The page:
1 The tall ceiling and enormous arched window called for an oversized sofa, which Paul Hicks had made for HK$35,800 by Fabrics etc (room 1109, 11/F, Asia Standard Tower, 59 Queen's Road, Central, tel: 2810 7360). The modern oriental chair and stool in stingray skin by OVO (16 Queen's Road East, Wan Chai, tel: 2526 7226) cost HK$8,200 and HK$6,800, respectively. The slick white audio-visual storage console was custom made by Casa Vogue (167 Queen's Road East, tel: 2529 4841) for HK$8,600. Small wooden tables from Baan Tawai woodcraft village in Chiang Mai cost HK$4,300 from the Mae Fah Luang Foundation (Srapatum Palace, 195 Phyathai Road, Pathumwan, Bangkok, tel: 66 2 252 4723), a project that supports traditional Thai hill tribe handicrafts.


2 The mirrored-glass entrance table (HK$4,800), from Artura Ficus (18/F, Horizon Plaza, 2 Lee Wing Street, Ap Lei Chau, tel: 3105 3904), reflects colonial wall moulding. The wall mirror above it cost HK$2,800 from Indigo Living (6/F, Horizon Plaza, tel: 2555 0540). Bronze candle holders cost HK$1,700 each from Lamont Design in Bangkok (3/F, Gaysorn Plaza, 99 Ploenchit Road, tel: 66 2656 1250).


3 Because he is a tenant, Hicks was limited in what he could do to the guest bathroom. However, he makes the space pop with bright red walls and a wall light custom made by Cirrus Design Consultants (unit A, 3/F, On Loong Commercial Bldg, 276 Lockhart Road, Wan Chai, tel: 2838 5630) using a woodcarving (HK$1,700) from Bangkok (Sahasanetra, 4/F, Discovery Centre, tel: 66 2658 0415).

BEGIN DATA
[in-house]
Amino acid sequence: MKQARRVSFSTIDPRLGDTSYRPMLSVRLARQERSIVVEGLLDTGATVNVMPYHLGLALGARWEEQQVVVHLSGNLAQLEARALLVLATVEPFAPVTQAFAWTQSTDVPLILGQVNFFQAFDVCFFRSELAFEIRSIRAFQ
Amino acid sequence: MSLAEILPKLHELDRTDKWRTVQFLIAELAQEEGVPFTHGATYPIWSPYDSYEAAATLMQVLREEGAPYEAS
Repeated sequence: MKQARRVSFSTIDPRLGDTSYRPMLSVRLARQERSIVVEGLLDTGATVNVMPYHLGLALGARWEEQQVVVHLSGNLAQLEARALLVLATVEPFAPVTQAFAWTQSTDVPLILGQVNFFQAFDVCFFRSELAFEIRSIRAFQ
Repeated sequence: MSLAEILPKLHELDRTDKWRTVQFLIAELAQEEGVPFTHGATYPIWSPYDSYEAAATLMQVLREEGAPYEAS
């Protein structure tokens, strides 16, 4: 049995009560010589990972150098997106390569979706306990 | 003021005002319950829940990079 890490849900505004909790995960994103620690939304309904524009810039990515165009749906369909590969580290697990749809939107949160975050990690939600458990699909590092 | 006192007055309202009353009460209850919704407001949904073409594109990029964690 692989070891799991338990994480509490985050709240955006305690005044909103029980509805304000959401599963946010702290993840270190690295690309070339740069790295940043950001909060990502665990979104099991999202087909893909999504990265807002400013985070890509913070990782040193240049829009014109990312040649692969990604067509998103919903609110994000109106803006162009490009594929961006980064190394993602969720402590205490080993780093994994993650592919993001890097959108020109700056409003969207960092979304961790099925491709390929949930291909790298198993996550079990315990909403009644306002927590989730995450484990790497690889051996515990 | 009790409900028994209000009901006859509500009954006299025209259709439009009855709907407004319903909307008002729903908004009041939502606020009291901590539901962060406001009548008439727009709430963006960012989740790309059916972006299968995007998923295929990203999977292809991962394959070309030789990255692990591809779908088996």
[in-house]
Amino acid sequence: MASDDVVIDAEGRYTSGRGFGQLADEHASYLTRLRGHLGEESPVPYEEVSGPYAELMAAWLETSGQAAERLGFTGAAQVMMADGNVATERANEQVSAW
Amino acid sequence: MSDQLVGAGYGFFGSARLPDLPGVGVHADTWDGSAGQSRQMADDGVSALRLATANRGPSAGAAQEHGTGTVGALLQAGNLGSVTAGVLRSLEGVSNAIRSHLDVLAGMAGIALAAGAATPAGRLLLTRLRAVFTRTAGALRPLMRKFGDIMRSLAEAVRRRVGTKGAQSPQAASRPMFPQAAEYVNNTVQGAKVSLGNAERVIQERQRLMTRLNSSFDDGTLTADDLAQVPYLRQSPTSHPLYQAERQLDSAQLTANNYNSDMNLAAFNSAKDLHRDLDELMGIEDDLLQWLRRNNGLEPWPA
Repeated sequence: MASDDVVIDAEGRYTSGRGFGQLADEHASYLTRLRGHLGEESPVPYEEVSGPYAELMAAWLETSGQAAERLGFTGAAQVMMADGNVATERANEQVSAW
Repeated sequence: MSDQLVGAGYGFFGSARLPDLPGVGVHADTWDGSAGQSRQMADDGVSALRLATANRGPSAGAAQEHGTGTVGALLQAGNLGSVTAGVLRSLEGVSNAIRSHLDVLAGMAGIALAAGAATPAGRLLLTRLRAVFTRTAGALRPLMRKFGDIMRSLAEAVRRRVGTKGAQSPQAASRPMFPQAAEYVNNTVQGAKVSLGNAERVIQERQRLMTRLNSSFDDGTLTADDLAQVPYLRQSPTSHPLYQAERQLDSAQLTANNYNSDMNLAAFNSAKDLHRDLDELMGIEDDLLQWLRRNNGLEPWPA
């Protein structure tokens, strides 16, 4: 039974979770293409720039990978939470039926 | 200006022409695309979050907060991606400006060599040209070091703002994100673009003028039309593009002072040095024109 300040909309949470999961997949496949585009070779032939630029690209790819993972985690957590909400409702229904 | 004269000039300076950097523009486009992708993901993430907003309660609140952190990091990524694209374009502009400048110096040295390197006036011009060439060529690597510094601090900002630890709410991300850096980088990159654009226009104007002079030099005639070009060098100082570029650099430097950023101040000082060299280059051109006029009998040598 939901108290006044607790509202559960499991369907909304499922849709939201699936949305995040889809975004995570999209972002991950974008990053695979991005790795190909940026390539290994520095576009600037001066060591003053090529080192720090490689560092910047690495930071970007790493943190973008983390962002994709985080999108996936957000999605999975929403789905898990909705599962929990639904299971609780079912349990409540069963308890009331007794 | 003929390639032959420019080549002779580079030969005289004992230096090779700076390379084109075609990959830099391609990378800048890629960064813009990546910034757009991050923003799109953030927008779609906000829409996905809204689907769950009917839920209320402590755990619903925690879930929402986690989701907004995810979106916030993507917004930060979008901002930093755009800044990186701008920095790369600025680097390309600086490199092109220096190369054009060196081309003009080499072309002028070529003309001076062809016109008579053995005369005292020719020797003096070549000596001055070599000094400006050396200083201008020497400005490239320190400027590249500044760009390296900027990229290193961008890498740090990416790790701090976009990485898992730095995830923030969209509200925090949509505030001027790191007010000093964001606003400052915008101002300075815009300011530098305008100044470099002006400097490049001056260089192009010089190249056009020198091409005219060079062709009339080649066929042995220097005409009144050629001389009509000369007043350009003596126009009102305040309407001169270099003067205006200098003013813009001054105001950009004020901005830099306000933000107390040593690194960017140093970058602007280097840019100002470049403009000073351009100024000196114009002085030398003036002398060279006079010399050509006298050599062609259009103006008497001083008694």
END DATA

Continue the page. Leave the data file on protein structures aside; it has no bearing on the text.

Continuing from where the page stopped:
4 The eye-catching custom-made 'floating' steel shelf accommodates glasses above and features built-in LED lighting to illuminate the bar counter below. The shelf was made to Hicks' specifications by Cirrus Design Consultants. The kitchen, supplied and installed for HK$112,607 by Palladio Kitchen (3/F, Wah Hing Commercial Building, 283 Lockhart Road, tel: 2802 3900), features a black-glass Samsung double fridge, LG worktop, Candy oven and dishwasher. The leather Delhi bar stools came from G.O.D. (Leighton Centre, Sharp Street, Causeway Bay, tel: 2890 5555) and cost HK$790 each.


5 An oversized fabric headboard, accentuating the high ceiling, was custom made with back lighting by Cirrus Design Consultants. The side tables are from Baan Tawai. The KEF HTC3001 speakers cost HK$3,960 a pair and their stands an additional HK$1,080 at Fortress (LG/F, Melbourne Plaza, 33 Queen's Road, Central, tel: 2121 1077). The fur rug (HK$1,400) is from Anyrooms (4/F, Discovery Centre, Bangkok, tel: 66 2 658 0481). The black and silver cushions are from Jaspal Home Collection (Sukhumvit 15-17 Road, Bangkok, tel: 66 2253 0842).


6 An old-fashioned ladder on wheels, built by Cirrus Design Consultants for HK$5,000, allows easy access to the top section of a tall closet.


7 The wrought-iron chandelier that illuminates dining and living areas was custom made by Touchable Lighting (4/F, Siam Paragon, Bangkok, tel: 66 2129 4513). The polished-oak Stroke II dining table from OVO cost HK$11,600. The chairs were HK$1,400 each from Artura Ficus. The circular teakwood mirror, from the Philippines, cost HK$2,400 from Indigo Living.


tried & tested


art online


While searching the Web for artwork for his new home, Paul Hicks discovered Doupine (www.doupine.com), a Shenzhen-based art workshop. Along with a number of oil paintings, rendered to his visual and size specifications, he had an Andy Warhol-esque multi-self-portrait produced for a kitchen wall. He paid about US$400 for three large canvases that were delivered to his door stretched and framed.


styling Esther van Wijck